A.J. Brown is such a beast. This was ho-hum game for the whole offense, but Brown showed his value with several key catches over the middle. And, Smith might be the best #2 receiver in the league and showed it on the TD catch and the amazing toe-tap catch on the sidelines. This group is special. Romo made this point (way too many times, but whatever, that’s him) on the telecast, and I think it’s a good one – this team is so difficult to stop when they’re running the ball, so it forces teams to dedicated resources to it. But, that leaves you with the brutal choice of leaving these two wideouts one-on-one. And, that’s not good. This is a sustainable, repeatable concept that will continue to bear fruit as long as the O-line is in tact, Hurts is healthy, and these two wideouts are on the field. Defensive coordinators are going to have nightmares figuring out how to slow down the multiplicity of the run game while also containing two elite man-beating WRs. And, these other defensive coordinators are not Belichick. Hopefully, he didn’t lay any blueprints, but even so, I feel confident that this offense is going to great again.
One target for Goeddert! That should never happen again. Jack Stoll has turned himself into a borderline-elite blocking tight end and is almost a 6th lineman out there and showed it in this one. Apparently, Craig Calcaterra played in this one, but I didn’t notice him, which isn’t great for a guy known strictly as a “move” tight end.
Dude… No, really…wow! Jalen Carter is an absolute MONSTER! I am notorious in my household for stopping like dozens of times each game and making them watch Fletcher Cox pressures over and over again. Well, there’s a new Fletch in town…and, if you know me, you know that those words are not spoken lightly. This guy is an absolute total game-wrecker. He had 6 hurries and a sack in just 32 snaps! What?!? No rookie DT in the last 5 years has had 6 hurries in a single game…in any game…and, this dude just did it in his FIRST NFL GAME…in just 32 snaps?!? Dude…wow! I didn’t start with this because I thought I’d never get to the rest of the article, and I’m going to stop here. But, please know that I don’t want to.
Anyway, the rest of the D-line showed up again, as usual, and this is where this defense is gonna dominate again this year. Jordan Davis looked a lot better in this game than probably any game all year last year. Josh Sweat has become a real stud. He is so good against the run and has turned into a good pass-rusher, also. Hassan Reddick showed no signs of injury, and my man, Fletch, turned back the clock in that 4th quarter. Also, Milton Williams played a lot of snaps and, I thought, was pretty effective. They lost Hargrave and, at least for now, they seem to have replaced his snaps without a hitch (and that’s saying something).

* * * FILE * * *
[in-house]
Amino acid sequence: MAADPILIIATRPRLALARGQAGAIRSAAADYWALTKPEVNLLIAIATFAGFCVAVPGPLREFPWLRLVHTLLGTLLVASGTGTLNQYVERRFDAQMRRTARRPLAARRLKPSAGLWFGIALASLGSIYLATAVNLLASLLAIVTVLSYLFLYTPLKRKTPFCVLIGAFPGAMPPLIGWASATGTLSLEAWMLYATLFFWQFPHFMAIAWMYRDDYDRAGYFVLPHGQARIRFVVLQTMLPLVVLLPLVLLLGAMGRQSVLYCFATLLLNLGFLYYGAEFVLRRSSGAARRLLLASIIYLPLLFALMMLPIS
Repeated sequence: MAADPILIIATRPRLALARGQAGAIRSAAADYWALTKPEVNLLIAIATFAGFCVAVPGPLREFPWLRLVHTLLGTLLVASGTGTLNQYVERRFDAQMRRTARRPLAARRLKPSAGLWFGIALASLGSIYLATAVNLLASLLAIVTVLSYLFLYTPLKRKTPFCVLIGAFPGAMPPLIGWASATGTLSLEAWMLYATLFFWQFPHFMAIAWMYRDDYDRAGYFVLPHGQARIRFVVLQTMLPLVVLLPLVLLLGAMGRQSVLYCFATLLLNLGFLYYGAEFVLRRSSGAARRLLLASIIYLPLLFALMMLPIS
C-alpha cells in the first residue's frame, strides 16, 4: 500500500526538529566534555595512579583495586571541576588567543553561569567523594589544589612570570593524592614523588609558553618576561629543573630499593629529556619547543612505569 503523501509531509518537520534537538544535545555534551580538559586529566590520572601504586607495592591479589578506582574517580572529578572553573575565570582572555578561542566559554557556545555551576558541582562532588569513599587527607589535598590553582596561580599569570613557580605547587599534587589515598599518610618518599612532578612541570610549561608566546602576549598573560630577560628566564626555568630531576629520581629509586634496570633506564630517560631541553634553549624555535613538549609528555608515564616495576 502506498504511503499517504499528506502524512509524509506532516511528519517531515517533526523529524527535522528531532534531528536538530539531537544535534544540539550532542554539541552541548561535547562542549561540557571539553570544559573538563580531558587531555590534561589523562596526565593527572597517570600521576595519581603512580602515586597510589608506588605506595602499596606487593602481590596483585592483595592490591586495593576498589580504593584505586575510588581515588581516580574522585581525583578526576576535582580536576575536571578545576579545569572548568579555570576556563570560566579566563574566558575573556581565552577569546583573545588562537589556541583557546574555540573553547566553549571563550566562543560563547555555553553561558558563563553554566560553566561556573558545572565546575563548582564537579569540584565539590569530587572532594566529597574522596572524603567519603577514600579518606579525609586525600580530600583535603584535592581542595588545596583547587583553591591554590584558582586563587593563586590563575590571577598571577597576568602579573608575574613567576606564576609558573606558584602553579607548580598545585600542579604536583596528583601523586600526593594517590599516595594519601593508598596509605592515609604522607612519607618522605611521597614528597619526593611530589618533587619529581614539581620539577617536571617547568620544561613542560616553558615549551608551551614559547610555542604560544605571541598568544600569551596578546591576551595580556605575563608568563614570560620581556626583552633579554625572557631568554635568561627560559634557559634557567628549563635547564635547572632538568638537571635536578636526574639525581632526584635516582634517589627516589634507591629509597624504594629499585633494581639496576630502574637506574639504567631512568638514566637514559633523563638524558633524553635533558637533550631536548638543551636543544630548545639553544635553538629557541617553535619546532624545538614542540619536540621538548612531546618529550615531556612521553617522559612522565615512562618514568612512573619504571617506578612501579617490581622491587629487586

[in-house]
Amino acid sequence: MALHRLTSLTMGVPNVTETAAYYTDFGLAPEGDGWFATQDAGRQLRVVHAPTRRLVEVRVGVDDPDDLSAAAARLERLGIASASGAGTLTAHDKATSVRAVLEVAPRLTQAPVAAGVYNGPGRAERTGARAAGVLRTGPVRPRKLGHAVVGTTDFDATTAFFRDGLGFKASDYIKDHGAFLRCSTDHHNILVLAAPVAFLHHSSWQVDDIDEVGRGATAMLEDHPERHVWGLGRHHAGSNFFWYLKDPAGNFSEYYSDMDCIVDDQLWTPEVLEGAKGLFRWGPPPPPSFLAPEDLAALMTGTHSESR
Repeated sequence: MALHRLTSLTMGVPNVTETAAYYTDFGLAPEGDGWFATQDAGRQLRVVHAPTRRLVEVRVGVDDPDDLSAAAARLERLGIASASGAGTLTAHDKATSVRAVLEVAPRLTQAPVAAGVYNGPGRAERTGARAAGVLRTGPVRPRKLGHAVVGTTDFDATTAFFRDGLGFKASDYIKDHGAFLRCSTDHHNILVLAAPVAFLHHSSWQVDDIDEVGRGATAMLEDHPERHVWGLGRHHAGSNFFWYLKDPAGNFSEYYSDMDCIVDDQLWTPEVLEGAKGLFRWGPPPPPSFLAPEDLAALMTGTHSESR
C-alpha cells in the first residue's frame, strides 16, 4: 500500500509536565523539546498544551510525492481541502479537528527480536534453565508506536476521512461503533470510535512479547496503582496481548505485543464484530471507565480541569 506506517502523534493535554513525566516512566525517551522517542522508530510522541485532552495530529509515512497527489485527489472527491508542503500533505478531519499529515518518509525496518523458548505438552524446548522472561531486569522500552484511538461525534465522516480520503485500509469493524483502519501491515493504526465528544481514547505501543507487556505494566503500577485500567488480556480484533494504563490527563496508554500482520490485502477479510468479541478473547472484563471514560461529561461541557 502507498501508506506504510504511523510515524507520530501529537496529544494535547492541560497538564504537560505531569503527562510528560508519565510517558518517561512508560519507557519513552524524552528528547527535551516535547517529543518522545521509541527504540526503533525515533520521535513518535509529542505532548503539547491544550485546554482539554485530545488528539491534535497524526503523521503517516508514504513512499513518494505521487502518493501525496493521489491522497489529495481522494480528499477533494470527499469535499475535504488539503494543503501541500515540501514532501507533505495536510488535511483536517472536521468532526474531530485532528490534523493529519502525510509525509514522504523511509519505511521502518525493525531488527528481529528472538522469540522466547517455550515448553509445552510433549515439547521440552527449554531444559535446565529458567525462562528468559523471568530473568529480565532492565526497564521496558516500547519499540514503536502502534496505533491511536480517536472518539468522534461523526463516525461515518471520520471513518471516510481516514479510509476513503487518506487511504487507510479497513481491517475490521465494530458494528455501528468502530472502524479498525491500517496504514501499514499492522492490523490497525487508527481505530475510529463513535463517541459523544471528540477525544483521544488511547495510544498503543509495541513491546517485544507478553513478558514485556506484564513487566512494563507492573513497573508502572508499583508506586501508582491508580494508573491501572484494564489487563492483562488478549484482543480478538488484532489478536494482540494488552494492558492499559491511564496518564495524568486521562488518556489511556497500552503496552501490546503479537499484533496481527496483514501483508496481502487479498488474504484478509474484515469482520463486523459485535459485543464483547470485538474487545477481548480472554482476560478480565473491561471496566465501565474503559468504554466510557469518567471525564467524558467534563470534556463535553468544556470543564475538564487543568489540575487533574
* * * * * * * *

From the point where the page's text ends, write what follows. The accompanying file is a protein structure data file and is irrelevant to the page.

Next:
This, uh, wasn’t good…again. Total overhaul of the linebacking corps has opened the door to Nacoby Dean and Zach Cunningham. Cunningham was non-descript against the run (not a good thing) and somewhat poor in coverage. Dean made some nice plays against the run, but was exposed in coverage, as well. This could be a recurring issue and harkens back to draft night when Dean kept slipping and no one knew why the “best player” on the nation’s best defense slipped to the 3rd Round. There were absolutely no character concerns (actually the exact opposite) and only weird, seemingly stretching injury concerns. It just so happened that, as productive as the dude was, he’s just not that big and not that fast. And, in yesterday’s game, he looked, well, “not that big and not that fast.” I still believe in him and really want to give him every chance because he’s such a good leader and such a smart, smart player to have in the middle of your defense. But, if he just can’t do it physically, that will be exploited in this league. Also, it might not matter for a little anyway, as he was seen in a walking boot after the game. So, we might be looking at a lot of Christian Elliss (who didn’t look so bad in that 4th quarter, honestly) in the next month or so. Tight ends, RBs out of the backfield, and slot receivers might just kill this team all year…